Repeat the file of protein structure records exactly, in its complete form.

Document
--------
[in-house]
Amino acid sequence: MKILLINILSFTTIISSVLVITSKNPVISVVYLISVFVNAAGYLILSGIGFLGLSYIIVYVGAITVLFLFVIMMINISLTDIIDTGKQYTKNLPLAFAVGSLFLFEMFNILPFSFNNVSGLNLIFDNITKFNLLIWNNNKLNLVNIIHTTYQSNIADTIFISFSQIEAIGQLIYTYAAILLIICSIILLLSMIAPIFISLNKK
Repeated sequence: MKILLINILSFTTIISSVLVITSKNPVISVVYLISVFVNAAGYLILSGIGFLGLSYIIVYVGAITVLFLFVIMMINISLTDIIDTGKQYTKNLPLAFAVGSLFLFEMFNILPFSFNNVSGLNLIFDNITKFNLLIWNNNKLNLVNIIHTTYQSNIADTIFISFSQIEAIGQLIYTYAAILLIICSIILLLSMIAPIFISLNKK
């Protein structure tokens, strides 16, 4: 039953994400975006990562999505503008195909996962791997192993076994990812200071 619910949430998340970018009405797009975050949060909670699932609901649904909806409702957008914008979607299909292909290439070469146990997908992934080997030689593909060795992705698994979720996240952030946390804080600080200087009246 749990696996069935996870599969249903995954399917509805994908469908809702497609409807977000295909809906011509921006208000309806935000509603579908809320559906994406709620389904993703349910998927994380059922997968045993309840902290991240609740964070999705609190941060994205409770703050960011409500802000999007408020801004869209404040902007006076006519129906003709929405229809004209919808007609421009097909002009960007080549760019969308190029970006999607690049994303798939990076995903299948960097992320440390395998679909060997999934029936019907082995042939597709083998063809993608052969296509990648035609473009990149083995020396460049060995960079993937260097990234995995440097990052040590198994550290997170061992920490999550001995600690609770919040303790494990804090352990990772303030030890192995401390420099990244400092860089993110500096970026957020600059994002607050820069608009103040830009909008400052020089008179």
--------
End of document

[in-house]
Amino acid sequence: MKILLINILSFTTIISSVLVITSKNPVISVVYLISVFVNAAGYLILSGIGFLGLSYIIVYVGAITVLFLFVIMMINISLTDIIDTGKQYTKNLPLAFAVGSLFLFEMFNILPFSFNNVSGLNLIFDNITKFNLLIWNNNKLNLVNIIHTTYQSNIADTIFISFSQIEAIGQLIYTYAAILLIICSIILLLSMIAPIFISLNKK
Repeated sequence: MKILLINILSFTTIISSVLVITSKNPVISVVYLISVFVNAAGYLILSGIGFLGLSYIIVYVGAITVLFLFVIMMINISLTDIIDTGKQYTKNLPLAFAVGSLFLFEMFNILPFSFNNVSGLNLIFDNITKFNLLIWNNNKLNLVNIIHTTYQSNIADTIFISFSQIEAIGQLIYTYAAILLIICSIILLLSMIAPIFISLNKK
């Protein structure tokens, strides 16, 4: 039953994400975006990562999505503008195909996962791997192993076994990812200071 619910949430998340970018009405797009975050949060909670699932609901649904909806409702957008914008979607299909292909290439070469146990997908992934080997030689593909060795992705698994979720996240952030946390804080600080200087009246 749990696996069935996870599969249903995954399917509805994908469908809702497609409807977000295909809906011509921006208000309806935000509603579908809320559906994406709620389904993703349910998927994380059922997968045993309840902290991240609740964070999705609190941060994205409770703050960011409500802000999007408020801004869209404040902007006076006519129906003709929405229809004209919808007609421009097909002009960007080549760019969308190029970006999607690049994303798939990076995903299948960097992320440390395998679909060997999934029936019907082995042939597709083998063809993608052969296509990648035609473009990149083995020396460049060995960079993937260097990234995995440097990052040590198994550290997170061992920490999550001995600690609770919040303790494990804090352990990772303030030890192995401390420099990244400092860089993110500096970026957020600059994002607050820069608009103040830009909008400052020089008179």